As explained in a previous post , noise can spoil the reception of OOK signals from remote sensors. One solution to deal with the noise filtering of spikes in the ON/OFF binary signals is to apply a moving average filter of the last *n* received samples. When *n* is odd, the “average” is one if more then half the bits in the filter buffer is one, and otherwise zero. With a filter length of *n=3* a single outlier sample will not disturb the intended signal. With a filter length of 5, spikes with a duration of two samples can be handled. Clean signals are as snappy as the where, and timings can be determined to the accuracy of the sample rate.

To find the optimal length of the moving average filter, a setup was created with a remote sensor giving a signal that was not received all the time. For each filter length, 100 transmissions where listened to. The graph below shows the success rate as function of the filter length.

The binary ON/OFF signal was sampled on the DATA/DIO2 pin of the RFM69 with sample rate 25µs. The bitrate was set to 4000bps. With this setting, the internal sampling rate of the RFM69 is 10µs. This “guarantees” a noisy signal for test purposes. The filter length *n=1* is actually unfiltered data at 25µs/sample offered to the decoders. The longest filter length *n=15* takes an averaging window of 375µs. This is resiliant to noisy spikes (either ON or OFF) of 7 times the sample rate, thus 175µs. The minimum pulse duration of the received signal, the Oregon Scientific V1 sensor, is about 1100µs, and obviously can stand the long filter periods.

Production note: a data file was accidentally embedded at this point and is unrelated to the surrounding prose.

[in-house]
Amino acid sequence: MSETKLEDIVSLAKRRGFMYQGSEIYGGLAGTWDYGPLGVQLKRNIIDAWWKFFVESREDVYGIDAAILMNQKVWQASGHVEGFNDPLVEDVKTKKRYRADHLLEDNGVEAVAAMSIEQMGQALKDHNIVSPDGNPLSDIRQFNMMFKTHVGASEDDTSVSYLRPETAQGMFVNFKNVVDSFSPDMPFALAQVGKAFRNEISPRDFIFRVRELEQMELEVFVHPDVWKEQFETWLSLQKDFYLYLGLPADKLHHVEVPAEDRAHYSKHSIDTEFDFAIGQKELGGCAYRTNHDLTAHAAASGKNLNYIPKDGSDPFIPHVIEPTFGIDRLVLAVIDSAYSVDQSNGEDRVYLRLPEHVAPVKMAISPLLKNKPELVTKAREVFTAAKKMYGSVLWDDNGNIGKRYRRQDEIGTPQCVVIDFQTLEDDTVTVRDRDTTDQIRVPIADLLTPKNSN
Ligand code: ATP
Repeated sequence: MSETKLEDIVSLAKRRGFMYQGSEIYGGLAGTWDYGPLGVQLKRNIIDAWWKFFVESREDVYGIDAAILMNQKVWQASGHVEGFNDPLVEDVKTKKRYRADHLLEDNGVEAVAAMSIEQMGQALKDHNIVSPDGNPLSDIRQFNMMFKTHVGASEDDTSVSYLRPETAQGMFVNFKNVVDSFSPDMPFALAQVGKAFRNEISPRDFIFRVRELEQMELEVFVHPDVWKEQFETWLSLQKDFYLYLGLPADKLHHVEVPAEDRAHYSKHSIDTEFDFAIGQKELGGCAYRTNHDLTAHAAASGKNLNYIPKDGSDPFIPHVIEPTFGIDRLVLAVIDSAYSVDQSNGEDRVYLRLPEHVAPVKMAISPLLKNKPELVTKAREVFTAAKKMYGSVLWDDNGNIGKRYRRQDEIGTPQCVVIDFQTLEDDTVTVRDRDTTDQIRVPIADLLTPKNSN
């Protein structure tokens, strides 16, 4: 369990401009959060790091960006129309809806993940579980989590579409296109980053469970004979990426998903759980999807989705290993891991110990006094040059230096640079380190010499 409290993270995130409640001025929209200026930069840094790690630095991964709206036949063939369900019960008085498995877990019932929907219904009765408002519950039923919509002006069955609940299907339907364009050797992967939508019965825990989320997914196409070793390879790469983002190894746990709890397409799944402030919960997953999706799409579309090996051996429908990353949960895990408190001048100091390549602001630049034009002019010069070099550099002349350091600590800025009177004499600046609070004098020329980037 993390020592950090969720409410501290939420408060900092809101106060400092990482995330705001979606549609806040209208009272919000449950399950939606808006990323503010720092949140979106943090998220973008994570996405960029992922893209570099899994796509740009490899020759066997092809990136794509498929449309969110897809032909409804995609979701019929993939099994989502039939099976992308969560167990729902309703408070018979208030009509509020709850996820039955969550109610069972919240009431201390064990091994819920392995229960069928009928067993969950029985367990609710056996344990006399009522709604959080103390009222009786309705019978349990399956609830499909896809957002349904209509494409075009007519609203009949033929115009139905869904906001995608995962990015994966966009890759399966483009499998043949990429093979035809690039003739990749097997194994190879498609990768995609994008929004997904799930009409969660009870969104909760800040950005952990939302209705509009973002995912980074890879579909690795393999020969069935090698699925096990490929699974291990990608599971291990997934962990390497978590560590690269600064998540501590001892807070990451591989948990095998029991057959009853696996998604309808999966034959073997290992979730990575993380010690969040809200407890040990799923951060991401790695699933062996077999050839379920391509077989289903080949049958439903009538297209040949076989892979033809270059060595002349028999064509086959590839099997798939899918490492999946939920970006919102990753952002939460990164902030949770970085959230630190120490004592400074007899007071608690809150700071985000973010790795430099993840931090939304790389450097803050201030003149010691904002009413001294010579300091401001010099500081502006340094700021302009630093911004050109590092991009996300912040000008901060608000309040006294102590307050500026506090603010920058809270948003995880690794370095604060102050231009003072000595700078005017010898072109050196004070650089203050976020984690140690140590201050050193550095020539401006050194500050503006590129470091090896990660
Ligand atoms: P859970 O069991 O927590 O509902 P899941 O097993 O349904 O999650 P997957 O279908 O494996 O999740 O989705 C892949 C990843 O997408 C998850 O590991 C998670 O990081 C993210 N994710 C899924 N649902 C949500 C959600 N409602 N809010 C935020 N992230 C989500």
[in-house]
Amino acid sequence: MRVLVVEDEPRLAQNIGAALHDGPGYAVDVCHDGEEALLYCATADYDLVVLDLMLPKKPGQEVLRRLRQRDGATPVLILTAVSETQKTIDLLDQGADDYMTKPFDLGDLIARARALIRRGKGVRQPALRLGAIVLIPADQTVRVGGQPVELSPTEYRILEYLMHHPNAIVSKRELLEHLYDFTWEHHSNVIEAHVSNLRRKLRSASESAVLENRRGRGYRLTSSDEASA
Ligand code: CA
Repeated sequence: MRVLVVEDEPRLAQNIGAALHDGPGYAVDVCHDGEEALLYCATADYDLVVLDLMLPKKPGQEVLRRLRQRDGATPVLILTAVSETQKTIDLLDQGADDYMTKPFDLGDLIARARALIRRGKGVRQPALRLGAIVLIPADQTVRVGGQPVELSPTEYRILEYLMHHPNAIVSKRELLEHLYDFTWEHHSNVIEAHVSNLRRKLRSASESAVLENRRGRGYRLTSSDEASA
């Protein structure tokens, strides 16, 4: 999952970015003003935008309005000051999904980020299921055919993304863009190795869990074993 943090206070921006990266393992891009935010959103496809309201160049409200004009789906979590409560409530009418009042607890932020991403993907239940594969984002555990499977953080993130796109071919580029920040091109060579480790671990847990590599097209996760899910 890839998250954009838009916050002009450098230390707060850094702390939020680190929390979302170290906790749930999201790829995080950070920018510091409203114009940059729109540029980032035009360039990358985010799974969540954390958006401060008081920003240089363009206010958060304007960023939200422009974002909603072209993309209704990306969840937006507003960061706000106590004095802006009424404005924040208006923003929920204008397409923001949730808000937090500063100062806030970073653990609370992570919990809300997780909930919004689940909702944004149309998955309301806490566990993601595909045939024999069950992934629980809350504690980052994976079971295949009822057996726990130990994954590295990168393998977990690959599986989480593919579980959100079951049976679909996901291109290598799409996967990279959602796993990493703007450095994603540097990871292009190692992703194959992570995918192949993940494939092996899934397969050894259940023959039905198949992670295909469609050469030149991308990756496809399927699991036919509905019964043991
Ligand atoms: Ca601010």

For OOK signals that vary quicker, possibly a shorter filter length should be taken. The shortest pulse durations of OOK sensors and remote controls is around 300µs.

The design of the filter is simply an unbsigned integer, in which the most recent reading (1 or 0) is shifted in from the right. The filter length is enforced by only looking at the least significant *n* bits. Deciding on the filtered value is a matter of counting the one-bits in the filter.

//moving average buffer, max length = 31! static uint32_t filter= 0; static uint8_t avg_len = 7; static uint32_t sig_mask = (1 << avg_len) - 1; void receiveOOK() { while (....) { filter = (filter << 1) | (data_in & 0x01); //efficient bit count, from literature uint8_t c = 0; uint32_t v = filter & sig_mask; for (c = 0; v; c++) { v &= v - 1; // clear the least significant bit set } uint8_t data_out = (c > (avg_len >> 1)); //bit count moving average //decode OOK signal } }